Verdict: Dorion opens the door to another perspective of the 19th century, but some of the awkward organization and writing would have benefited from editing. Dorion also provides only a glowing image of Wallace, and Tennant’s digital illustrations sometimes appear muddy. Yet the book depicts the courage of a 25-year-old with little money and formal education who set off to follow his desires. Nevertheless, the book is a valuable addition to science for youth. The two-page illustrated spread at the end of the wide-format book clarifies definitions in the glossary, and a map of both Darwin’s and Wallace’s journeys provides a useful comparison.

May 2020 review by Nel Ward.

Book review: On Wings of Words: The Extraordinary Life of Emily Dickinson, by Jennifer Berne, illustrated by Becca Stadtlander

Berne, Jennifer. On Wings of Words: The Extraordinary Life of Emily Dickinson. Illustrated by Becca Stadtlander. Chronicle, 2020. $18.99. unp. ISBN 978-1-4521-4297-5. Ages 6-9. P8 Q8

Using butterflies as a motif for Dickinson’s thoughts and dreams, Stadtlander uses gouache and watercolor to complement her narrative of Emily’s inner experiences from her birth on a snowy day in western Massachusetts to her death in the same home. Some of Dickinson’s almost 800 poems are blended with the impressions of events in her life and her drive to find the answers to her questions about life that use nature as a background for her musings. Her search for truth combined with her hope, despite her religious school principal putting into the “No-Hopers,” … the group with hope. Later in life, Dickinson wrote the first stanza of a poem, “’Hope’ is the thing with feathers -/That perches in the soul -/And sings the tune without the words -/And never stops – at all -…” Dickinson jotted down her writings on scraps of paper throughout her life, a treasure trove that her sister, Vinnie, discovered after Dickinson’s early death at the age of 35. Endnotes discuss the poetry and ways to discover “the world of poetry.”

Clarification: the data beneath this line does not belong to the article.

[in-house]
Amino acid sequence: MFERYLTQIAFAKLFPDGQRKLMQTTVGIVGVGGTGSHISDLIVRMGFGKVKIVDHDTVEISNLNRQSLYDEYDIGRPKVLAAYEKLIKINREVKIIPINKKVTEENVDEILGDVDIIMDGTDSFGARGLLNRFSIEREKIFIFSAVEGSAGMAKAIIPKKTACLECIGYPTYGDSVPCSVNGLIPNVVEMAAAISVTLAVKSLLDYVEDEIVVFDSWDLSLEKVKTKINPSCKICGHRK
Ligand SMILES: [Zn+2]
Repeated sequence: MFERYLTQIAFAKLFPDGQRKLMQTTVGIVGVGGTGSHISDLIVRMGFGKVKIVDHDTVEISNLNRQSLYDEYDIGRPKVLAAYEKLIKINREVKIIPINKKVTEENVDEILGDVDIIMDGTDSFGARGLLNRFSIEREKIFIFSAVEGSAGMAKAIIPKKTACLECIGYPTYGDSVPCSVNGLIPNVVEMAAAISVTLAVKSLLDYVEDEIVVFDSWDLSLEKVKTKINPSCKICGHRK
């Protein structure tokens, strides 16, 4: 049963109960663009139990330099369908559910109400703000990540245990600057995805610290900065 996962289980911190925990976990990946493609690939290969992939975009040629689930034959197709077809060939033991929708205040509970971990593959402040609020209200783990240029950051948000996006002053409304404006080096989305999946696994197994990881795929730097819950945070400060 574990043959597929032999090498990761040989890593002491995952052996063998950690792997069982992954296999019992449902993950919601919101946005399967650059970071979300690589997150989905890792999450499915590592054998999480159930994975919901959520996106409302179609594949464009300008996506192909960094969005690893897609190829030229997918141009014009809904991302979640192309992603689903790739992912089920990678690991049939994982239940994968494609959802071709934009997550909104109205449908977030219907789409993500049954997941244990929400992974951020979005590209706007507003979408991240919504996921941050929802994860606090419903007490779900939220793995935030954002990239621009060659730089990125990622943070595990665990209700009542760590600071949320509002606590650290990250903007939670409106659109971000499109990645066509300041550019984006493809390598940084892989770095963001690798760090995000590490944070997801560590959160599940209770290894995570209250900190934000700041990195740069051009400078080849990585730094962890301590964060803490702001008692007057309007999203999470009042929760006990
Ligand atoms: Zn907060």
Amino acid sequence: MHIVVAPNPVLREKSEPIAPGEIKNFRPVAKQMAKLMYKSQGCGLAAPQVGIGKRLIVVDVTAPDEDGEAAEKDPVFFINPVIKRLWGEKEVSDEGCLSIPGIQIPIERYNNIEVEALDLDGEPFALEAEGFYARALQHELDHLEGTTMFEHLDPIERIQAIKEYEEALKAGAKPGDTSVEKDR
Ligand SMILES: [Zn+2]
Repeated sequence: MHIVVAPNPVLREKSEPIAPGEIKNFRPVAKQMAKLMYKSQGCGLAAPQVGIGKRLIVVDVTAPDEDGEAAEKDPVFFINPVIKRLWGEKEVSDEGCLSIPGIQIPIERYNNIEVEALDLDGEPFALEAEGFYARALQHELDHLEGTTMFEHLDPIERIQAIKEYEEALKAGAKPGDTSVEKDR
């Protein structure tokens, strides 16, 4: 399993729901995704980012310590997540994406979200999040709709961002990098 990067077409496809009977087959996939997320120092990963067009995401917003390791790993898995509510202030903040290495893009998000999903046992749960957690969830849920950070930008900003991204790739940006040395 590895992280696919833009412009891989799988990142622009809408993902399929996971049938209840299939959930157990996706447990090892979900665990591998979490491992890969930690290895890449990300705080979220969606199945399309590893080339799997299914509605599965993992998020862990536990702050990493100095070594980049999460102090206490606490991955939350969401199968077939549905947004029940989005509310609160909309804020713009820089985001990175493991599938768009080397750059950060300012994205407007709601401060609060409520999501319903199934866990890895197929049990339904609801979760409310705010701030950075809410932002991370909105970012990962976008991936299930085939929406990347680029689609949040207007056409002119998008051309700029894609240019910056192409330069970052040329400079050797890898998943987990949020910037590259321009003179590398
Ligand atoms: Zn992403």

Verdict: Stadtlander’s illustrations blend fantasy and realism—Dickinson perched in a rose and watched by a bird, eyes that portray the turbulent sea in one pupil and the sun rising over mountains in the other, and a silhouette of the side of head filled with images which inspired Dickinson’s poetry. In the back notes, Berne discusses poetry and ways to read, write, and share it. As she wrote, “I dwell in possibility,” the reader can have the same experiences. [For a book about Dickinson’s early life, see Jane Yolen’s Emily Writes.]

May 2020 review by Nel Ward.

Book review: A Ray of Life: A Book of Science and Wonder, by Walter Wick

Wick, Walter. A Ray of Life: A Book of Science and Wonder. Scholastic, 2019. $17.99. 40p. ISBN 978-0-439-16587-7. Ages 8-12. P7Q9

Over 20 years after A Drop of Water, Walter Wick, the photographer of I Spy search-and-find picture books, returns to science in this exploration of the energy that people perceive as light. Through both narration and photographs he explains what people see in incandescence, luminescence, light waves, the color spectrum, and the light surrounding the world. End notes cover light science and experiments. The discussion of color explains the primary colors of the digital world—red, blue, and green—different from the red, blue, and yellow of pigments.

Verdict: Wick’s glorious full-color photography goes from an iridescent beetle to a copy of the world in space and from the simple flame of a match to the burning sun. Some of the content might be too sophisticated for some students, but much of it clearly delineates the lesson.

May 2020 review by Nel Ward.